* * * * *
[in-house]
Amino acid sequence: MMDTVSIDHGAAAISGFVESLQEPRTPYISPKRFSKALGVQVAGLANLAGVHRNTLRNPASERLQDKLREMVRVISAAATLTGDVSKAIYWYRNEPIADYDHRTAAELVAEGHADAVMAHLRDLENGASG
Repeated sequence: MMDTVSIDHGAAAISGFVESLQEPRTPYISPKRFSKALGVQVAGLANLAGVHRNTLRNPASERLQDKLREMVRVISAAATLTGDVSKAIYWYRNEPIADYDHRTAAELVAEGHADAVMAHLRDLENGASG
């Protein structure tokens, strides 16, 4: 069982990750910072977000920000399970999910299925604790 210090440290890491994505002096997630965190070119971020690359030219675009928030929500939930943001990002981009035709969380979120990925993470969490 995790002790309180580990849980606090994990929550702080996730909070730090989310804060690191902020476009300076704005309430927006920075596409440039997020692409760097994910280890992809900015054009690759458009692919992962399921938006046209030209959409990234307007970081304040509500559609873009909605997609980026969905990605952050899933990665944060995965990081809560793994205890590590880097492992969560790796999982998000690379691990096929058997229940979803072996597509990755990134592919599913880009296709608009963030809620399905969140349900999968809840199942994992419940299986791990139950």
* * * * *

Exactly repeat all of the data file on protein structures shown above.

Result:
[in-house]
Amino acid sequence: MMDTVSIDHGAAAISGFVESLQEPRTPYISPKRFSKALGVQVAGLANLAGVHRNTLRNPASERLQDKLREMVRVISAAATLTGDVSKAIYWYRNEPIADYDHRTAAELVAEGHADAVMAHLRDLENGASG
Repeated sequence: MMDTVSIDHGAAAISGFVESLQEPRTPYISPKRFSKALGVQVAGLANLAGVHRNTLRNPASERLQDKLREMVRVISAAATLTGDVSKAIYWYRNEPIADYDHRTAAELVAEGHADAVMAHLRDLENGASG
């Protein structure tokens, strides 16, 4: 069982990750910072977000920000399970999910299925604790 210090440290890491994505002096997630965190070119971020690359030219675009928030929500939930943001990002981009035709969380979120990925993470969490 995790002790309180580990849980606090994990929550702080996730909070730090989310804060690191902020476009300076704005309430927006920075596409440039997020692409760097994910280890992809900015054009690759458009692919992962399921938006046209030209959409990234307007970081304040509500559609873009909605997609980026969905990605952050899933990665944060995965990081809560793994205890590590880097492992969560790796999982998000690379691990096929058997229940979803072996597509990755990134592919599913880009296709608009963030809620399905969140349900999968809840199942994992419940299986791990139950």